Conde Nast International's portfolio includes both global and American editions of Vogue, GQ, Vanity Fair, Glamour, W and Teen Vogue.
In the aftermath of worldwide sexual abuse allegations including rape against Hollywood producer Harvey Weinstein, the ban on Richardson has now extended to properties across Condé Nast International, the Daily Telegraph reported Monday.
But she suggested there had been a failure to protect more vulnerable, inexperienced models from Richardson and others like him.
Within the fashion industry, photographer Terry Richardson has been the subject of several disturbing allegations of sexual harassment.
"When I said I didn't like it and I found it troubling there was a sense you might be part of a witch hunt".
He has been dogged for years by allegations of sexually exploiting models, which he has always denied. "Please could you confirm that this policy will be actioned in your market effective immediately".
The luxury label's decision comes on the heels of The Telegraph's report, which revealed that James Woolhouse, Conde Nast International's chief executive vice president and COO, sent an internal email that read, "Conde Nast would like to no longer work with the photographer Terry Richardson".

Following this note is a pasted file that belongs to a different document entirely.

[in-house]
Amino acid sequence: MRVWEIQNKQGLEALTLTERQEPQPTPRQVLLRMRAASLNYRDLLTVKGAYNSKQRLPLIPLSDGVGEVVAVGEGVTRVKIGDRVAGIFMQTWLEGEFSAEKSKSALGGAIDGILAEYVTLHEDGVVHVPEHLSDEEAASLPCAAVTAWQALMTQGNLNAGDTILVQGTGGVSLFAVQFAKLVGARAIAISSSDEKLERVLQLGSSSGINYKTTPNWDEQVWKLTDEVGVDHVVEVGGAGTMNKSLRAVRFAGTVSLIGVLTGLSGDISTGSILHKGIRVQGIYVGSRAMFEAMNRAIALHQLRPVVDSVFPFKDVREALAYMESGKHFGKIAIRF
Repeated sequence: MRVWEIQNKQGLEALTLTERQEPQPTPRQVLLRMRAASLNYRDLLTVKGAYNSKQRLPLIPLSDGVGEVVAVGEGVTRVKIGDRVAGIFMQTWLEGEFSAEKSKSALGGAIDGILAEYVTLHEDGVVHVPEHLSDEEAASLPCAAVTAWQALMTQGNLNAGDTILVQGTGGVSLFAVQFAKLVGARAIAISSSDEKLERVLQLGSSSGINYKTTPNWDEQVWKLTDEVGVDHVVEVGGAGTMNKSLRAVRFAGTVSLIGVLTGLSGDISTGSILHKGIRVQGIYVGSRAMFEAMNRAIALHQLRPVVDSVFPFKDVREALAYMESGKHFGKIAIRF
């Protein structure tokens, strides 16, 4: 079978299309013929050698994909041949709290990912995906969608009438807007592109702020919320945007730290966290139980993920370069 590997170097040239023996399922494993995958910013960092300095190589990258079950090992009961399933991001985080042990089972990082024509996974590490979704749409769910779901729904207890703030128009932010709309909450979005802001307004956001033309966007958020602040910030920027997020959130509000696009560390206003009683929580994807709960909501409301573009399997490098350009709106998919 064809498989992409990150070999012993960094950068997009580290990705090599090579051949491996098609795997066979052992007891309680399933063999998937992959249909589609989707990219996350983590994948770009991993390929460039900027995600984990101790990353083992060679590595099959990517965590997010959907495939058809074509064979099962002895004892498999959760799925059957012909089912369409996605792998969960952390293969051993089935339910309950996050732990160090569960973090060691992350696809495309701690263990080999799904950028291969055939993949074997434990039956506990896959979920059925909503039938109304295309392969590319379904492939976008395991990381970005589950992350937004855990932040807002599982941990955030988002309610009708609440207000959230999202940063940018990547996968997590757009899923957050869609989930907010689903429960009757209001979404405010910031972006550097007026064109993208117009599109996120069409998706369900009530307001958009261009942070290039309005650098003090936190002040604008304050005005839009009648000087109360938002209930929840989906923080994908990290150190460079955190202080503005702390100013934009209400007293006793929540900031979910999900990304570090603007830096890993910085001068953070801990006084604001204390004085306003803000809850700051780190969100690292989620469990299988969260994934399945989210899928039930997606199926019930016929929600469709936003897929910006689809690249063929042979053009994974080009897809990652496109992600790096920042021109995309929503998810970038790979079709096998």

Richardson issued a statement to the Huffington Post on Friday in response to allegations of sexual misconduct.
The article claimed Richardson had been accused by models of making them strip and perform sex acts during photoshoots. Speaking to NME, a Conde Nast spokesman confirmed that the content of the email has been correctly quoted.
She who went on to say she had regular disagreements with other fashion editors over Richardson's work. "I have never used an offer of work or a threat of rebuke to coerce someone into something that they did not want to do", he said.